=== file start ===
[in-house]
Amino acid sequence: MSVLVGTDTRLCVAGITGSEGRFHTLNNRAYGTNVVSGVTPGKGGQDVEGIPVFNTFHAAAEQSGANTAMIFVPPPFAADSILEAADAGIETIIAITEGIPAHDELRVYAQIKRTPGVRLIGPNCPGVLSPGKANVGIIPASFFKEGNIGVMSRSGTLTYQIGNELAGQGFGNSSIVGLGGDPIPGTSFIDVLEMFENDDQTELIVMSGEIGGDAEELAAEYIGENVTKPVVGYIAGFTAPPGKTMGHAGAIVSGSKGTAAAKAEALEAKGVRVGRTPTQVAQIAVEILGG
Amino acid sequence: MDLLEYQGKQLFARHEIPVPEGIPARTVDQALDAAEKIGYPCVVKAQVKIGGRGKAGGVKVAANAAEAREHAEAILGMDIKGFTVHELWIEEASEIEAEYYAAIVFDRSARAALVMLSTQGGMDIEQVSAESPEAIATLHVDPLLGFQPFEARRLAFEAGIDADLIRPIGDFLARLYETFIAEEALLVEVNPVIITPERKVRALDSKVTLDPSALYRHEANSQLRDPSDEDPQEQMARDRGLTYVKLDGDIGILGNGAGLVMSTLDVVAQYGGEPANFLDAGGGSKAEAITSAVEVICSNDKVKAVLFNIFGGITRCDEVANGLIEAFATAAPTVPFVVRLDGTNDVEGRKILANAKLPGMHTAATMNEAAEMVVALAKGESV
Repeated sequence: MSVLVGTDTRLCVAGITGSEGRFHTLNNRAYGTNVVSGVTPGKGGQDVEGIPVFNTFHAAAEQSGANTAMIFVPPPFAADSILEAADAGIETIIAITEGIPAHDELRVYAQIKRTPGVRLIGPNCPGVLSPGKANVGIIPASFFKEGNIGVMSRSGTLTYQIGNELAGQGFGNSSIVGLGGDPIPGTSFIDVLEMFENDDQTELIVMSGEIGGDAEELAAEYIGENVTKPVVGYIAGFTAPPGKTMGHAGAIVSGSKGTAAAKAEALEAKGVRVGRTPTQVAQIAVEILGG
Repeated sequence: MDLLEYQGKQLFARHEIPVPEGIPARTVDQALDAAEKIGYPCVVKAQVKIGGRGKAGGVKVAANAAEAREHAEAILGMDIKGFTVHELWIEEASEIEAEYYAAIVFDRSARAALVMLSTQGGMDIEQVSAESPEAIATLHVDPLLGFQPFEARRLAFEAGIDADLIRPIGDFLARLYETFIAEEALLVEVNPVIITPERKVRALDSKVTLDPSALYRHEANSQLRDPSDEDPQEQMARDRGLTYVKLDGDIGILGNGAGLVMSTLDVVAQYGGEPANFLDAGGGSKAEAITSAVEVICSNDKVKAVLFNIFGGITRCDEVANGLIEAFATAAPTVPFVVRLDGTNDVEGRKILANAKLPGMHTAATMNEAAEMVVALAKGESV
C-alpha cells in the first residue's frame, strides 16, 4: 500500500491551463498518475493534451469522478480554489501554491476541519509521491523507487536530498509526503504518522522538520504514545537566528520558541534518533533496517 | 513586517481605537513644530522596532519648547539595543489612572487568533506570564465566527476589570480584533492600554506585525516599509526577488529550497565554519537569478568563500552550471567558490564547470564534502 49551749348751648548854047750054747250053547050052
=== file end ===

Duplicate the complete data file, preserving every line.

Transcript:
[in-house]
Amino acid sequence: MSVLVGTDTRLCVAGITGSEGRFHTLNNRAYGTNVVSGVTPGKGGQDVEGIPVFNTFHAAAEQSGANTAMIFVPPPFAADSILEAADAGIETIIAITEGIPAHDELRVYAQIKRTPGVRLIGPNCPGVLSPGKANVGIIPASFFKEGNIGVMSRSGTLTYQIGNELAGQGFGNSSIVGLGGDPIPGTSFIDVLEMFENDDQTELIVMSGEIGGDAEELAAEYIGENVTKPVVGYIAGFTAPPGKTMGHAGAIVSGSKGTAAAKAEALEAKGVRVGRTPTQVAQIAVEILGG
Amino acid sequence: MDLLEYQGKQLFARHEIPVPEGIPARTVDQALDAAEKIGYPCVVKAQVKIGGRGKAGGVKVAANAAEAREHAEAILGMDIKGFTVHELWIEEASEIEAEYYAAIVFDRSARAALVMLSTQGGMDIEQVSAESPEAIATLHVDPLLGFQPFEARRLAFEAGIDADLIRPIGDFLARLYETFIAEEALLVEVNPVIITPERKVRALDSKVTLDPSALYRHEANSQLRDPSDEDPQEQMARDRGLTYVKLDGDIGILGNGAGLVMSTLDVVAQYGGEPANFLDAGGGSKAEAITSAVEVICSNDKVKAVLFNIFGGITRCDEVANGLIEAFATAAPTVPFVVRLDGTNDVEGRKILANAKLPGMHTAATMNEAAEMVVALAKGESV
Repeated sequence: MSVLVGTDTRLCVAGITGSEGRFHTLNNRAYGTNVVSGVTPGKGGQDVEGIPVFNTFHAAAEQSGANTAMIFVPPPFAADSILEAADAGIETIIAITEGIPAHDELRVYAQIKRTPGVRLIGPNCPGVLSPGKANVGIIPASFFKEGNIGVMSRSGTLTYQIGNELAGQGFGNSSIVGLGGDPIPGTSFIDVLEMFENDDQTELIVMSGEIGGDAEELAAEYIGENVTKPVVGYIAGFTAPPGKTMGHAGAIVSGSKGTAAAKAEALEAKGVRVGRTPTQVAQIAVEILGG
Repeated sequence: MDLLEYQGKQLFARHEIPVPEGIPARTVDQALDAAEKIGYPCVVKAQVKIGGRGKAGGVKVAANAAEAREHAEAILGMDIKGFTVHELWIEEASEIEAEYYAAIVFDRSARAALVMLSTQGGMDIEQVSAESPEAIATLHVDPLLGFQPFEARRLAFEAGIDADLIRPIGDFLARLYETFIAEEALLVEVNPVIITPERKVRALDSKVTLDPSALYRHEANSQLRDPSDEDPQEQMARDRGLTYVKLDGDIGILGNGAGLVMSTLDVVAQYGGEPANFLDAGGGSKAEAITSAVEVICSNDKVKAVLFNIFGGITRCDEVANGLIEAFATAAPTVPFVVRLDGTNDVEGRKILANAKLPGMHTAATMNEAAEMVVALAKGESV
C-alpha cells in the first residue's frame, strides 16, 4: 500500500491551463498518475493534451469522478480554489501554491476541519509521491523507487536530498509526503504518522522538520504514545537566528520558541534518533533496517 | 513586517481605537513644530522596532519648547539595543489612572487568533506570564465566527476589570480584533492600554506585525516599509526577488529550497565554519537569478568563500552550471567558490564547470564534502 49551749348751648548854047750054747250053547050052